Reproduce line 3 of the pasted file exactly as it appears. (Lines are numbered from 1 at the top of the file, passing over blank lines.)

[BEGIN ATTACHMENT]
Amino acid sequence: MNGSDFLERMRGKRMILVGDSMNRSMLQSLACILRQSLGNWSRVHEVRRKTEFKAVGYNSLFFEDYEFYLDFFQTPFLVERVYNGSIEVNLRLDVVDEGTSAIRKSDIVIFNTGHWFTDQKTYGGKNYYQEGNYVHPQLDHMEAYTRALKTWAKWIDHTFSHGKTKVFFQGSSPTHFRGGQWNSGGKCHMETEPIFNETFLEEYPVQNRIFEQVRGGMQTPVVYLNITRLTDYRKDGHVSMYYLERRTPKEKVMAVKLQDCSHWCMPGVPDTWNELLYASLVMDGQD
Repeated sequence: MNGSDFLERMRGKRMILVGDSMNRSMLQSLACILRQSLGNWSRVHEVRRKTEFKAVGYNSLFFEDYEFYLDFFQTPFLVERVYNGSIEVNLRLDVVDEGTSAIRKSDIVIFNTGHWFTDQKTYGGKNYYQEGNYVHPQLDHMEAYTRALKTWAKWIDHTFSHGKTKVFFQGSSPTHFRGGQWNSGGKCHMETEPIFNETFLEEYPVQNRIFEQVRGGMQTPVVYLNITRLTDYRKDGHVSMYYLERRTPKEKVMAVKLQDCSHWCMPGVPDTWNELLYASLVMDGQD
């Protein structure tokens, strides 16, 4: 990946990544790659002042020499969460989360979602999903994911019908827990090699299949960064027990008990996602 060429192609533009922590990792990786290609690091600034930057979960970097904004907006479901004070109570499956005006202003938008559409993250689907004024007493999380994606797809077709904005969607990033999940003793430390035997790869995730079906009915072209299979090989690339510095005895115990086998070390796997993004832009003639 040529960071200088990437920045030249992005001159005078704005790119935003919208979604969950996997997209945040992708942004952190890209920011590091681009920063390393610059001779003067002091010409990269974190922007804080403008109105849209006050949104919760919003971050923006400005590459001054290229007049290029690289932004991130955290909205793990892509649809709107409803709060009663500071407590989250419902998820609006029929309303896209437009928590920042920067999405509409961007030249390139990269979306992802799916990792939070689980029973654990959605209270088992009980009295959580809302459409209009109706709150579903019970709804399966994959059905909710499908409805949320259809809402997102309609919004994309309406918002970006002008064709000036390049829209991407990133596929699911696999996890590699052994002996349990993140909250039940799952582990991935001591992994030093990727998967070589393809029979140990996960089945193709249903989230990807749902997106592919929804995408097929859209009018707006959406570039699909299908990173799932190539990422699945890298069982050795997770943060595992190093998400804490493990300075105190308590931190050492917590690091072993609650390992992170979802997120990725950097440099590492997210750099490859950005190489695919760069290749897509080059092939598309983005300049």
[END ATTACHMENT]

């Protein structure tokens, strides 16, 4: 990946990544790659002042020499969460989360979602999903994911019908827990090699299949960064027990008990996602 060429192609533009922590990792990786290609690091600034930057979960970097904004907006479901004070109570499956005006202003938008559409993250689907004024007493999380994606797809077709904005969607990033999940003793430390035997790869995730079906009915072209299979090989690339510095005895115990086998070390796997993004832009003639 040529960071200088990437920045030249992005001159005078704005790119935003919208979604969950996997997209945040992708942004952190890209920011590091681009920063390393610059001779003067002091010409990269974190922007804080403008109105849209006050949104919760919003971050923006400005590459001054290229007049290029690289932004991130955290909205793990892509649809709107409803709060009663500071407590989250419902998820609006029929309303896209437009928590920042920067999405509409961007030249390139990269979306992802799916990792939070689980029973654990959605209270088992009980009295959580809302459409209009109706709150579903019970709804399966994959059905909710499908409805949320259809809402997102309609919004994309309406918002970006002008064709000036390049829209991407990133596929699911696999996890590699052994002996349990993140909250039940799952582990991935001591992994030093990727998967070589393809029979140990996960089945193709249903989230990807749902997106592919929804995408097929859209009018707006959406570039699909299908990173799932190539990422699945890298069982050795997770943060595992190093998400804490493990300075105190308590931190050492917590690091072993609650390992992170979802997120990725950097440099590492997210750099490859950005190489695919760069290749897509080059092939598309983005300049």